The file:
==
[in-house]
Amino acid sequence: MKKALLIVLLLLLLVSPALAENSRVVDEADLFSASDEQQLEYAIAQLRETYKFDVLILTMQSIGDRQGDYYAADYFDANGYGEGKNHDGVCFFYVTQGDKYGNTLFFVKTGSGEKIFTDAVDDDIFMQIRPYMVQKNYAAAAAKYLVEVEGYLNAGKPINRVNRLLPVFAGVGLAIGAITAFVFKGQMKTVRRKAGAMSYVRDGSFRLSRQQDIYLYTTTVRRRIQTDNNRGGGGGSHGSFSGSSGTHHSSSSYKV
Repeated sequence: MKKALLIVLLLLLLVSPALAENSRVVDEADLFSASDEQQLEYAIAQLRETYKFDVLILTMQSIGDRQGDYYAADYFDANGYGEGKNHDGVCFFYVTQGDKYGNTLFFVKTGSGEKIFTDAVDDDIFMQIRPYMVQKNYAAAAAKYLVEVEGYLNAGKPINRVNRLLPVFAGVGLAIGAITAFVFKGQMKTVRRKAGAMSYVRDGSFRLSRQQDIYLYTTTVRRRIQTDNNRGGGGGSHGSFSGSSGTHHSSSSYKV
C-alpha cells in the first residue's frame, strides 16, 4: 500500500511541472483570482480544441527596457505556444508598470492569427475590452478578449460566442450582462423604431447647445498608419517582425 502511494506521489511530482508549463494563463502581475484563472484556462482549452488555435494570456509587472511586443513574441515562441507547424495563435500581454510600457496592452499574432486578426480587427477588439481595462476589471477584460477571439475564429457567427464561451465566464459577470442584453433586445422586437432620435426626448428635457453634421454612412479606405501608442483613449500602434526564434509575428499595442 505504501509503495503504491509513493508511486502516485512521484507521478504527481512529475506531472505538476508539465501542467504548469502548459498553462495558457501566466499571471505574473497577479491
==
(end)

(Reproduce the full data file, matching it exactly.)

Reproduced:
[in-house]
Amino acid sequence: MKKALLIVLLLLLLVSPALAENSRVVDEADLFSASDEQQLEYAIAQLRETYKFDVLILTMQSIGDRQGDYYAADYFDANGYGEGKNHDGVCFFYVTQGDKYGNTLFFVKTGSGEKIFTDAVDDDIFMQIRPYMVQKNYAAAAAKYLVEVEGYLNAGKPINRVNRLLPVFAGVGLAIGAITAFVFKGQMKTVRRKAGAMSYVRDGSFRLSRQQDIYLYTTTVRRRIQTDNNRGGGGGSHGSFSGSSGTHHSSSSYKV
Repeated sequence: MKKALLIVLLLLLLVSPALAENSRVVDEADLFSASDEQQLEYAIAQLRETYKFDVLILTMQSIGDRQGDYYAADYFDANGYGEGKNHDGVCFFYVTQGDKYGNTLFFVKTGSGEKIFTDAVDDDIFMQIRPYMVQKNYAAAAAKYLVEVEGYLNAGKPINRVNRLLPVFAGVGLAIGAITAFVFKGQMKTVRRKAGAMSYVRDGSFRLSRQQDIYLYTTTVRRRIQTDNNRGGGGGSHGSFSGSSGTHHSSSSYKV
C-alpha cells in the first residue's frame, strides 16, 4: 500500500511541472483570482480544441527596457505556444508598470492569427475590452478578449460566442450582462423604431447647445498608419517582425 502511494506521489511530482508549463494563463502581475484563472484556462482549452488555435494570456509587472511586443513574441515562441507547424495563435500581454510600457496592452499574432486578426480587427477588439481595462476589471477584460477571439475564429457567427464561451465566464459577470442584453433586445422586437432620435426626448428635457453634421454612412479606405501608442483613449500602434526564434509575428499595442 505504501509503495503504491509513493508511486502516485512521484507521478504527481512529475506531472505538476508539465501542467504548469502548459498553462495558457501566466499571471505574473497577479491